The Yogic Science of Breath | Pranayama Breathing Exercises

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Today’s podcast has been edited and adapted from The Hindu-Yogi Science of Breath, by William Walker Atkinson, published in 1903. If you have any trouble remembering the breathing exercises covered in today’s podcast, remember that you can read the full transcript for free at our website LivingHour.org.

To breathe is to live, and without breath there is no life. Not only are we dependent upon breath for life and health, but all animal life must breathe to live, and plant life is likewise dependent upon the air for continued existence.

The new-born baby draws in a long, deep breath, retains it for a moment to extract from it its life-giving properties, and then exhales it in a long wail, and lo! its life upon earth has begun. The old senior gives a faint gasp, ceases to breathe, and life is over. From the first faint breath of the infant to the last gasp of the dying grandparent, it is one long story of continued breathing. Life is but a series of breaths.

Breathing may be considered the most important of all of the functions of the body, for, indeed, all the other functions depend upon it. A person may exist some time without eating; a shorter time without drinking; but without breathing their existence may be measured by a few minutes.

And not only are we dependent upon Breath for life, but we are largely dependent upon correct habits of breathing for continued vitality and freedom from disease. An intelligent control of our breathing power will lengthen our days upon earth by giving us increased vitality and powers of resistance. On the other hand, unintelligent and careless breathing will tend to shorten our days, by decreasing our vitality and laying us open to disease.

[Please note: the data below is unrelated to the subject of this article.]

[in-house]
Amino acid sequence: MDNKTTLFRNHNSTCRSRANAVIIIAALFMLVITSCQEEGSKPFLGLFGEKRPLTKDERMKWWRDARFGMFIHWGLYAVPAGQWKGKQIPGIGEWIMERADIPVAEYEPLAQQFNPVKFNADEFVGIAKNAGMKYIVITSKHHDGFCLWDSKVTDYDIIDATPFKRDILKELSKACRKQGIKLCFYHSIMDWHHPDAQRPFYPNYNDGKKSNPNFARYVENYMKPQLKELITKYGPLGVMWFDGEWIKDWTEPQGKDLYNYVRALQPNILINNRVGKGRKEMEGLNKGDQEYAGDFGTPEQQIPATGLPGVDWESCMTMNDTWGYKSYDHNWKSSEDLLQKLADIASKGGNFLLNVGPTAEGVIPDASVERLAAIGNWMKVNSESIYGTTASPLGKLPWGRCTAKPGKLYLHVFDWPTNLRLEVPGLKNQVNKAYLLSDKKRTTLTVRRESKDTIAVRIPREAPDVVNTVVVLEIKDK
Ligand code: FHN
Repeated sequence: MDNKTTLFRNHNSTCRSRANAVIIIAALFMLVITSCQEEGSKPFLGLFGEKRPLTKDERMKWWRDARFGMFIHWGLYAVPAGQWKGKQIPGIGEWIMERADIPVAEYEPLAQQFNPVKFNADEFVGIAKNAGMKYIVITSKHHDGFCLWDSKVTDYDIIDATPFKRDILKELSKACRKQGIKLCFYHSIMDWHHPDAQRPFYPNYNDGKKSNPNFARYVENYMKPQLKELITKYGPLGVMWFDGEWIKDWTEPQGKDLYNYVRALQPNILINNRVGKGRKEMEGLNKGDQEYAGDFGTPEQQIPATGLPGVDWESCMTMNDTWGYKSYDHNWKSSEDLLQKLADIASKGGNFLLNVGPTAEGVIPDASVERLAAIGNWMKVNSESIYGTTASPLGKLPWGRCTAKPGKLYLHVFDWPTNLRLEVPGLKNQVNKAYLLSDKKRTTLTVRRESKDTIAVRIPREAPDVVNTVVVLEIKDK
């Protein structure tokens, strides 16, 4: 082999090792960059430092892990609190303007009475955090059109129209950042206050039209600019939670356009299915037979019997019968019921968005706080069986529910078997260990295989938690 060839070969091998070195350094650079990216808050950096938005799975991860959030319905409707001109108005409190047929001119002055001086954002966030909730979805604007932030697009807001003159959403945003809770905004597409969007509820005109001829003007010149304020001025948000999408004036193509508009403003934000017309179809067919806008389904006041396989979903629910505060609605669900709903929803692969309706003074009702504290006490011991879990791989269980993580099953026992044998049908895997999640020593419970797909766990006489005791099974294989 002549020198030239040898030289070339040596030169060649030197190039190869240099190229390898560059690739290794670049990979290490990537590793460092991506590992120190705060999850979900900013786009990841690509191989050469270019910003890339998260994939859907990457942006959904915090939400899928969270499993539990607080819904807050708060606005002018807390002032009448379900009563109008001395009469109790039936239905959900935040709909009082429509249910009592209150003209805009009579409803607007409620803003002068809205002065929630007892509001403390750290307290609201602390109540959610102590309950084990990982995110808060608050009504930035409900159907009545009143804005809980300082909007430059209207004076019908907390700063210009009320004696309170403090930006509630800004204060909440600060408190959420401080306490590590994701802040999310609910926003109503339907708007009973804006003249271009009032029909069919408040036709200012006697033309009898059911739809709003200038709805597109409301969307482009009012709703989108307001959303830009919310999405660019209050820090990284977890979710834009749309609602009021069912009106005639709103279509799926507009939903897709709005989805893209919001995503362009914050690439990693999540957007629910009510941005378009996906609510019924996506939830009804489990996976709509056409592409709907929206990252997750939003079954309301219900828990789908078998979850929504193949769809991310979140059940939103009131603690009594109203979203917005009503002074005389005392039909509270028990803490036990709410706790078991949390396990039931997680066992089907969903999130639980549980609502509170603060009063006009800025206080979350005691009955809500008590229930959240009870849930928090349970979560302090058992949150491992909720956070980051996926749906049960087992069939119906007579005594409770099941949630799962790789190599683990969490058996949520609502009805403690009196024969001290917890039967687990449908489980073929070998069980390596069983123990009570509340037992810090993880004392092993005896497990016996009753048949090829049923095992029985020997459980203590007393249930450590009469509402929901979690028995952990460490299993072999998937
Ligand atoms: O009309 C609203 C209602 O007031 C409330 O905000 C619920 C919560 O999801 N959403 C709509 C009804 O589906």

Humankind in its normal state had no need of instruction in breathing. Like the lower animals and the child, we breathed naturally and properly, as nature intended us to do, but civilization has changed us in this and other respects. We have contracted improper methods and attitudes of walking, standing, and sitting, which have robbed us of our birthright of natural and correct breathing. We have paid a high price for civilization.

One of the first lessons in the Yogi Science of Breath is to learn how to breathe through the nostrils, and to overcome the common practice of mouth-breathing. The organs of breathing have their only protective apparatus, filter, or dust-catcher, in the nostrils. When the breath is taken through the mouth, there is nothing from mouth to lungs to strain the air, or to catch the dust and other foreign matter in the air.

From mouth to lungs the dirt or impure substance has a clear track, and the entire respiratory system is unprotected. And, moreover, such incorrect breathing admits (during the wintertime) cold air to the organs, thereby injuring them. Inflammation of the respiratory organs often results from the inhalation of cold air through the mouth. The person who breathes through the mouth at night, always awakens with a parched feeling in the mouth and a dryness in the throat. They are violating one of nature’s laws, and sowing the seeds of disease.

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